If you're building an app or website, you're likely using a tool to manage the process, such as Basecamp, Trello, Pivotal Tracker, GitHub Issues, or Sprintly. Some teams use a combination of these (one for big picture planning, one for specific tasks, for instance) and also incorporate more specific apps like InVision for design feedback.

Each of these has its own approach to tracking tasks and progress, sharing images and documents, and enabling discussion. Once you choose the best tool for your team and establish a workflow, you can turn your focus to building great products.

A few months later, it's common to encounter increasing frustration with your choice and start to wonder if you made a mistake. Conversations start happening in other tools, a Google Doc becomes the de facto backlog, and people start adding work to the project tool after they've finished it. I've had this experience many times over the years, with a variety of products and team sizes.

In these moments, changing the tool is rarely the right decision. I've seen teams fall into a cycle of evaluating, choosing, trying, and discarding tools. We blame the tool for what are really team issues, dysfunctional processes, or simply a failure to be persistent and consistent in how we use it. More often than not, changing how we define features, discuss them, make decisions, and communicate is what's required to improve things. The tool has only shined a light on something we'd rather not face.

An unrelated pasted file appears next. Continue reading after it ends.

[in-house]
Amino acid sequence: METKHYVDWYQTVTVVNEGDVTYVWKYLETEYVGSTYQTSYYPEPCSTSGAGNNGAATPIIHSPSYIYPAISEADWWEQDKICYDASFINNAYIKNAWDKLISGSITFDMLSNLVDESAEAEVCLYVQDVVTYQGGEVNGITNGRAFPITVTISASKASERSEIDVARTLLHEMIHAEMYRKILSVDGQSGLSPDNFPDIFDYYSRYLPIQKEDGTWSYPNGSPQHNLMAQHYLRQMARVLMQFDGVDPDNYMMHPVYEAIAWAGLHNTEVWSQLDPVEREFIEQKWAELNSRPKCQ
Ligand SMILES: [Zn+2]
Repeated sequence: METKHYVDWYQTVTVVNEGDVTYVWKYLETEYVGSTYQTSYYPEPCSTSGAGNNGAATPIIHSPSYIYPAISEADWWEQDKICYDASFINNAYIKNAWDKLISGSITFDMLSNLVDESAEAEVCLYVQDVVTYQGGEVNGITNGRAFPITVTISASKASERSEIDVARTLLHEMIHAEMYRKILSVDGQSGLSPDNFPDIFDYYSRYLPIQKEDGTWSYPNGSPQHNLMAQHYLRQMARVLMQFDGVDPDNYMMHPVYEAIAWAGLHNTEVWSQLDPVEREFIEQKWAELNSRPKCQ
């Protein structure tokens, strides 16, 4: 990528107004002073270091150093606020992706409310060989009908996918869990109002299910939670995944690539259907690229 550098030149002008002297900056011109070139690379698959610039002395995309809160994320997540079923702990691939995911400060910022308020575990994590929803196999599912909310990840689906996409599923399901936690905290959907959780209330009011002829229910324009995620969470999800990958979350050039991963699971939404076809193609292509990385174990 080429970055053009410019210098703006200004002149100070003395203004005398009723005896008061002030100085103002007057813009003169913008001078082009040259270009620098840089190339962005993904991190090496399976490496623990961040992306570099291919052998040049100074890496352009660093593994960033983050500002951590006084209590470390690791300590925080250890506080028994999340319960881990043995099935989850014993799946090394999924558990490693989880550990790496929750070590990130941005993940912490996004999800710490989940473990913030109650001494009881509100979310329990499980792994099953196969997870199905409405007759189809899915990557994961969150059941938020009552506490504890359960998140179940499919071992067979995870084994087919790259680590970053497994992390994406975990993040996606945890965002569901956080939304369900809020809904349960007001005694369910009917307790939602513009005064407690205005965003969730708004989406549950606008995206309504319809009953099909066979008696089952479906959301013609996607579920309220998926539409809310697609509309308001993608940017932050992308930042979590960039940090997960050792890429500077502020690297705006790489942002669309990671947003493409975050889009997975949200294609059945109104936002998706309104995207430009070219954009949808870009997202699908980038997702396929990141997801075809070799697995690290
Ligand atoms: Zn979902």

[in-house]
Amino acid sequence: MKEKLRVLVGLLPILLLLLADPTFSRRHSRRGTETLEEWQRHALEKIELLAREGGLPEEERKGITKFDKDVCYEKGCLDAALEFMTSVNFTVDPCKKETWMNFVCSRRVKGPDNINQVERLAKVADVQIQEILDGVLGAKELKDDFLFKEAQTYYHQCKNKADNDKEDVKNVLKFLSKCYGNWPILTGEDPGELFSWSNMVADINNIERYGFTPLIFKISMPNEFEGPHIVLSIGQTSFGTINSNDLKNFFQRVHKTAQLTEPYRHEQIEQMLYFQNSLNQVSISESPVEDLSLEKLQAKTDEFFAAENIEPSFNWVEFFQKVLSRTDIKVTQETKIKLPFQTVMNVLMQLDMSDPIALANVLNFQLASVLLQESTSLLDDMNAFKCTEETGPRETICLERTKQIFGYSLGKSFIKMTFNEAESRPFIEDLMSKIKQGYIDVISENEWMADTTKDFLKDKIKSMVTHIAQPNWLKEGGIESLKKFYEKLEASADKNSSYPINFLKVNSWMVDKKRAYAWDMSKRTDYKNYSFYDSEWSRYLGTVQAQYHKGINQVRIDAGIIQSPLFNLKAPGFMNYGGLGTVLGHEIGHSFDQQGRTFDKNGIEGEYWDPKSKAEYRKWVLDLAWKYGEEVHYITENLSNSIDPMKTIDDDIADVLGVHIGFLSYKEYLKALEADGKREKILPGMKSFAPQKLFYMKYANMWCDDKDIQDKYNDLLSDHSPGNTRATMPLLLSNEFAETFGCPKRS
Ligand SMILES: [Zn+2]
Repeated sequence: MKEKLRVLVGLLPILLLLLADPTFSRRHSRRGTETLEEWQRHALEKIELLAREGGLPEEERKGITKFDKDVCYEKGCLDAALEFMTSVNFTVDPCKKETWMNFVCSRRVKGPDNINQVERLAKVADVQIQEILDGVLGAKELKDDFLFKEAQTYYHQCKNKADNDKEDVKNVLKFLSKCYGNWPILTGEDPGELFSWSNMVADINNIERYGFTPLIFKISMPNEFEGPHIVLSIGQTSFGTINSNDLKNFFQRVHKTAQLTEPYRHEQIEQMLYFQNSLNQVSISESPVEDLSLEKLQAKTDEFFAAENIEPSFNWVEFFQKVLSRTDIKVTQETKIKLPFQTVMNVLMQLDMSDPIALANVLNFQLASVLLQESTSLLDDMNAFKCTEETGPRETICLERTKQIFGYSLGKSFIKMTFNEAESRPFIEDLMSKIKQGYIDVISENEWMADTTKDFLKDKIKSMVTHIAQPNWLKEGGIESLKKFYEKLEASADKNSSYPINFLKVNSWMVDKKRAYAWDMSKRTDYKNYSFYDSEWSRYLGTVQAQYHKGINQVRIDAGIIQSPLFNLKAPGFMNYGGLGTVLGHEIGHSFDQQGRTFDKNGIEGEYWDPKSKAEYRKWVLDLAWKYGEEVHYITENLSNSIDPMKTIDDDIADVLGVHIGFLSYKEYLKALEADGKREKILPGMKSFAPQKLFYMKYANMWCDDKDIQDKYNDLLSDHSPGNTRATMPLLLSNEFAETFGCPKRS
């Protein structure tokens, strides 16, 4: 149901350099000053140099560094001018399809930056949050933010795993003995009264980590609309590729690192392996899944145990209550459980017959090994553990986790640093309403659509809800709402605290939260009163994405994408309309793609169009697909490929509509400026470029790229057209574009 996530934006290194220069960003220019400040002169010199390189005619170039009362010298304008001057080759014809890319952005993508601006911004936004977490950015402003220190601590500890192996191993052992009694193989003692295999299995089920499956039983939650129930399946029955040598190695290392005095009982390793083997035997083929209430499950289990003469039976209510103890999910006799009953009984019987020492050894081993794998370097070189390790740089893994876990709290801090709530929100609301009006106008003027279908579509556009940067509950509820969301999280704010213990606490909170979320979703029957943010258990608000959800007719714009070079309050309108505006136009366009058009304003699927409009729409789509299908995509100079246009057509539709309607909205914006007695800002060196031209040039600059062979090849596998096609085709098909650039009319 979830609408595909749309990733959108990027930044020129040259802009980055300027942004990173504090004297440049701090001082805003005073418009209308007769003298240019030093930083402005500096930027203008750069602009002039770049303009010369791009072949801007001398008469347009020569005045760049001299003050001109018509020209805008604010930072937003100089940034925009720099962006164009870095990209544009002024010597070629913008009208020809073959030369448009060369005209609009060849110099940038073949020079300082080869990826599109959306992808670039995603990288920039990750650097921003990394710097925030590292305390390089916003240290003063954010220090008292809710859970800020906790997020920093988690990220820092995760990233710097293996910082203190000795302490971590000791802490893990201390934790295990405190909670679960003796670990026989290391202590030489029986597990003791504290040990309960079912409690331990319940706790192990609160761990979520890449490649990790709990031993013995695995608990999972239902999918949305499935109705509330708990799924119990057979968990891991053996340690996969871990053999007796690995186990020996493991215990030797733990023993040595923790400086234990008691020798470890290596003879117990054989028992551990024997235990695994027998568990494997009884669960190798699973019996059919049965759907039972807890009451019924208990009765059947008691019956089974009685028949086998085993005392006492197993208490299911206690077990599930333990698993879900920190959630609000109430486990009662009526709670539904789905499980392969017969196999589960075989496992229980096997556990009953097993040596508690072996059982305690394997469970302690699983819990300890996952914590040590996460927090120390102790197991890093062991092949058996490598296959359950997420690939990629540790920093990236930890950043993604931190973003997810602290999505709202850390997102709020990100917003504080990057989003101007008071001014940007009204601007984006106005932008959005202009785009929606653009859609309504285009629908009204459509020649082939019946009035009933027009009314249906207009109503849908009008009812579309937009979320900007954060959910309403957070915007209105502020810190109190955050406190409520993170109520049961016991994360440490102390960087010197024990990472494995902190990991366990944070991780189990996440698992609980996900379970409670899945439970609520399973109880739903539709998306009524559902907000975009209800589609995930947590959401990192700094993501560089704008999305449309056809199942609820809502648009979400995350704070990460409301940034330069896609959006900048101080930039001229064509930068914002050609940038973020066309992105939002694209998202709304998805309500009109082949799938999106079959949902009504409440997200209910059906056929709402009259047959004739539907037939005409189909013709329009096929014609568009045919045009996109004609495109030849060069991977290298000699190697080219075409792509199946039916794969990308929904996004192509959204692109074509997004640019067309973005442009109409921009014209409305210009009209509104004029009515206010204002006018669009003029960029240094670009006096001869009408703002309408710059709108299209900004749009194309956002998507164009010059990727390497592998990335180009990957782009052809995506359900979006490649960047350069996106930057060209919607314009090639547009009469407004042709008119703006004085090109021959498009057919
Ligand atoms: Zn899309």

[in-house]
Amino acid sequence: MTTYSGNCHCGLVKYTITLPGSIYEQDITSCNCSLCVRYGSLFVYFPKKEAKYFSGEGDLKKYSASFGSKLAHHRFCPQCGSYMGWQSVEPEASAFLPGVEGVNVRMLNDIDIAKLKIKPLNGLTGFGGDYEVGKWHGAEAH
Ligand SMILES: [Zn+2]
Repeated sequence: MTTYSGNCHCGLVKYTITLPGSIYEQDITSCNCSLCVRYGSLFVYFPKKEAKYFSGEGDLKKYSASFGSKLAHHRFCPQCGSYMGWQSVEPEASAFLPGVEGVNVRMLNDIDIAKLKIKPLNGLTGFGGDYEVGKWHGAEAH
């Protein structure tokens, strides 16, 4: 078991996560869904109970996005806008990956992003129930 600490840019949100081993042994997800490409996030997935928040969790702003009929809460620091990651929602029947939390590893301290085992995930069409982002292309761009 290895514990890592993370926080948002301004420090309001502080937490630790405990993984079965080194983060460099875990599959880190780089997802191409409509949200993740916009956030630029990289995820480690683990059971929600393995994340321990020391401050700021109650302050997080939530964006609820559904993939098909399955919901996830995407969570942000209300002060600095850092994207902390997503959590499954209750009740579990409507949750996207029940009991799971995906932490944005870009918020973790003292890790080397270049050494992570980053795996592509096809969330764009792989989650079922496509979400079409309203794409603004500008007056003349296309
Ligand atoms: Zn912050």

That said, I've recently become convinced that it's time for these tools to evolve. They do an excellent job of providing a centralized place for project tracking and discussion, but there's been little innovation outside of increasing flexibility (for example, making it possible to group tasks in different ways).

There's a missing piece. These tools are enabling discussion, but they're not helping with decisions.

What needs my attention?

In a large project, conversations are spread across hundreds of tasks. One person may be responsible for a task, but the discussion is where decisions are being made: from defining the feature initially and finalizing copy to debating design and implementation details. Inboxes overflow with notifications about these conversations, but unless you respond in realtime, it's very difficult to know where your attention is needed. Which update was just to keep me the loop, which is asking for my opinion, and which is waiting on my decision? Every comment is treated the same as every other comment.

What was the decision?